The French conglomerate that owns Louis Vuitton, Christian Dior, Tiffany and other luxury brands have recognized that there's a growing shortage of trained artisans to produce coveted items such as a Loewe handbag or a Hublot watch. Recently, the company forecast a deficit of over 7,000 craftspeople by the end of 2025.

While a few applicants for these jobs have appropriate experience, an apprenticeship would probably be required. For example, Swiss luxury shoe company Bally is famous for footwear that take weeks to complete, as artisans go through as many as 250 steps to create a single pair. Bally's CEO admits that he is always short of cobbler artisans. Italian suitmaker Raffaele Caruso's CEO describes his company's situation as "desperate", as a suit can require nine hours to create.

Fortunately, interest in traditional artisan jobs is increasing. Luxury manufacturers are sending recruiters to American and French high schools, while others are hiring apprentices aged 40 or older, with many seeking a lifestyle outside the digital world.

Other positive factors: apprenticeships don't require a college degree, and hiring is not limited to a certain demographic. The main challenge is to find one or more apprenticeship programs, as they've been limited to Europe until recently. However, some European countries already offer apprentice visas to Americans.

Source: bloomberg.com


Are You Doom Spending?

Although inflation is waning and the job market's healthy, almost everyone is concerned about the state of the American economy. This has contributed to over 25% of the population opting to spend more freely than usual, which has been nicknamed "doom spending".

In particular, Generation Z and millennial shoppers are soothing their concerns about the future of the economy, global conflicts and other geopolitical concerns. This has resulted in a new high in credit card debt, which has just reached the $1 trillion mark.

So what's behind the doom spending mindset? According to a recent study, Generation Zers are saying that they prefer to live in the moment, and that they feel discouraged about the high cost of living. Unfortunately, Gen Z workers tend to be non-savers.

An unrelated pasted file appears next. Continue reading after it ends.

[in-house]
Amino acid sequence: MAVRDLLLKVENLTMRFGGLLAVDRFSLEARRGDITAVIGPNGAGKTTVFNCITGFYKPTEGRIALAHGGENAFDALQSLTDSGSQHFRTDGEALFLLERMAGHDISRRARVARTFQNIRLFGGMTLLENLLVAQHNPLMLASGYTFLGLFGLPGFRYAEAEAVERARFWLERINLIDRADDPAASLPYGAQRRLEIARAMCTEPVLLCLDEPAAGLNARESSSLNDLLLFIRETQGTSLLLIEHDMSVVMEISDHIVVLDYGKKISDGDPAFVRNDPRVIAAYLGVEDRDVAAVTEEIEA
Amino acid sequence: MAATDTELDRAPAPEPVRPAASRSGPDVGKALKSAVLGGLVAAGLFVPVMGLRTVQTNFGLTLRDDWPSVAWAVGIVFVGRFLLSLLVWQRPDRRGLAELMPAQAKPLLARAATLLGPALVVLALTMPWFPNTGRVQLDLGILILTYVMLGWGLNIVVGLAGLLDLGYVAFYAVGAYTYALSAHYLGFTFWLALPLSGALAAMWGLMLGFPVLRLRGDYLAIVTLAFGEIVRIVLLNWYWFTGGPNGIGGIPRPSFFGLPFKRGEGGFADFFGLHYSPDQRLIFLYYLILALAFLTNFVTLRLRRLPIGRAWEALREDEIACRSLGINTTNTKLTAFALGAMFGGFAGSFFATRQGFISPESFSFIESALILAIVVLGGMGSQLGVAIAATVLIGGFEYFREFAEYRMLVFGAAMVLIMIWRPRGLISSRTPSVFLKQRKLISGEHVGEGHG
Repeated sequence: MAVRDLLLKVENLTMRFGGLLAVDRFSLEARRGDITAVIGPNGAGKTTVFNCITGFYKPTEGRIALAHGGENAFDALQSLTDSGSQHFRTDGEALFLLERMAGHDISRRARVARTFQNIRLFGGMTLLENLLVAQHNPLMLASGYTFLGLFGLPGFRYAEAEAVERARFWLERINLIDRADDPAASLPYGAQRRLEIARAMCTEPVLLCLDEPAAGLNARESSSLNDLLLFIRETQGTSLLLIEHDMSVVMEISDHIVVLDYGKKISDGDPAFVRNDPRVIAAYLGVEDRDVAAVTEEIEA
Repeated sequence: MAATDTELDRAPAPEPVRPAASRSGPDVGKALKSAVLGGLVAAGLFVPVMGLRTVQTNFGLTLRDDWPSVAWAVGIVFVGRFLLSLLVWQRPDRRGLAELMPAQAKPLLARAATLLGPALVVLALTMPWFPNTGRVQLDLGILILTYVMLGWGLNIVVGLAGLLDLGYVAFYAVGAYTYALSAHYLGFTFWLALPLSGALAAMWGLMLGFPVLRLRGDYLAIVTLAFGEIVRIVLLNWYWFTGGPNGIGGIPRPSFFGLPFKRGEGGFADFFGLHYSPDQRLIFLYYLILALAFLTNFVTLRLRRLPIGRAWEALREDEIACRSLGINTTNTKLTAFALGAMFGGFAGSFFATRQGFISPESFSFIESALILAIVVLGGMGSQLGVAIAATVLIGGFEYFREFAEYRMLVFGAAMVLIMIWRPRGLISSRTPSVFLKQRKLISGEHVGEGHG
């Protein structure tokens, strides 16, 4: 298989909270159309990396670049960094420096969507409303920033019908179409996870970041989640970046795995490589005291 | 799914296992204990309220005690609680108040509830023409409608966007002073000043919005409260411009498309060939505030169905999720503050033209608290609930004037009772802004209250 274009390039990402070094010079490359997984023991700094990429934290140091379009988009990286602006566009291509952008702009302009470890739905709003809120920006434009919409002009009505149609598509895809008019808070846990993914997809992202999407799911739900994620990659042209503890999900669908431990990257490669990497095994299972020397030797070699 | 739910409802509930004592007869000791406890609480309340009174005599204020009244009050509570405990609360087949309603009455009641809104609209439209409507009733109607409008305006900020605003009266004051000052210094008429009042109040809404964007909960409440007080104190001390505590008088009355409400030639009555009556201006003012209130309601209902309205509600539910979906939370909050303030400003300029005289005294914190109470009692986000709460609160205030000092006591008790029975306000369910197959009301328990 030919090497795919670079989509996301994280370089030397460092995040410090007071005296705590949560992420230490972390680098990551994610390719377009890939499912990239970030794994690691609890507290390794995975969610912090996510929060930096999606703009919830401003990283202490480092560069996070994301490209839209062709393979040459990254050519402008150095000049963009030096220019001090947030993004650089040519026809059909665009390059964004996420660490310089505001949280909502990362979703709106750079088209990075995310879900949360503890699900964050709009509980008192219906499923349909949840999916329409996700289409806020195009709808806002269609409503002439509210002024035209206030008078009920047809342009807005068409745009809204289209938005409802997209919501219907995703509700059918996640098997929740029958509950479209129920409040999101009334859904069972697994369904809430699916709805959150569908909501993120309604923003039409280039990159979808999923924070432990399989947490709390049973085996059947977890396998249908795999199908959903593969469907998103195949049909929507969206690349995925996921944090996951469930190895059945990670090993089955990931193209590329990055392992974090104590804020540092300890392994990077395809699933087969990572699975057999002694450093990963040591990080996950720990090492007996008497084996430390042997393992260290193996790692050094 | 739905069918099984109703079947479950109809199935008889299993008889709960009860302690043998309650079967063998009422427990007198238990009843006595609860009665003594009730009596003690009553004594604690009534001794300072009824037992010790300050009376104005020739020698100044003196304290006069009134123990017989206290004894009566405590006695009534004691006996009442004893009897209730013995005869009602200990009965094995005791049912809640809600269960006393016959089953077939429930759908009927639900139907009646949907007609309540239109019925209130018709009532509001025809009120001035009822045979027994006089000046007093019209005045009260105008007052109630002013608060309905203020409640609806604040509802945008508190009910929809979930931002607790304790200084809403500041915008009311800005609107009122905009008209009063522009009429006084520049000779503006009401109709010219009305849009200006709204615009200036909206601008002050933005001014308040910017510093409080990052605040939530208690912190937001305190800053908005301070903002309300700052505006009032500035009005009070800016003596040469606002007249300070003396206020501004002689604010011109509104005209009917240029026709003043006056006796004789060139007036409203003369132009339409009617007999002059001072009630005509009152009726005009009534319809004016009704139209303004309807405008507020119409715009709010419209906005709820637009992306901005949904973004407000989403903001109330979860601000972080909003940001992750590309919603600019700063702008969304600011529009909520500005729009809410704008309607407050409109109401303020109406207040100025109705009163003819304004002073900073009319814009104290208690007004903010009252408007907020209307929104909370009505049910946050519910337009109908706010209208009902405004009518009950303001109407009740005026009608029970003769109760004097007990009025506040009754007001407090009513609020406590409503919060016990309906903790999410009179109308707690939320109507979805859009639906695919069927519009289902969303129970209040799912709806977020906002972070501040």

Instead of spending for emotional reasons, industry analysts suggest that stressed consumers create monthly budgets that automate their savings while allowing for some discretionary spending. This helps keep long-term financial goals on track while minimizing the use of high-interest credit cards.

Source: cnbc.com


Reindeer Cookies

No matter what you're celebrating this month, it's always fun to cook up something that children can help with. These easy Reindeer Cookies don't need hours of preparation as you can use your favorite peanut butter cookie mix.


Light Up Your Home Like a Pro

Even if you've already begun decorating your home's exterior for the holidays, it's not too late to organize your inventory and improve your layout so you light up the block. Here are six tips to follow.

1. Take inventory. Find every string of outdoor lights from previous years and test them. If you have a mixture of lights, such as some incandescent and some LED strings, you may want to stick to a single type.

2. Measure your home's perimeters, including roof edges and fences. If you're planning to add lights to window and door frames, don't forget to measure these as well. This is also a good time to locate and make note of your exterior power sources.

3. Make a plan. Take photos of your house from the street and decide where your lights will look best. You may also want to branch out and add lights to any pathways, lamp posts or trees in your front yard. And don't forget the back yard, especially if you spend a lot of time in a room that faces it.

4. Make a shopping list. This is when your measurements and master plan help you save time in crowded stores. Be sure to pick up extension cords that will help prevent overheating and overloads, or go for a power stake that only requires one cable.

5. Avoid using nails. Instead, use plastic holiday light clips. They won't rust or damage your home's woodwork, gutters or soffits.

6. Don't work alone. Even if you don't need help with a ladder, a partner can hand lights up to you as you work. A second pair of eyes can also help ensure you don't connect different types of lights to the same circuit, or decorate a tree close to a power line.

Source: bobvila.com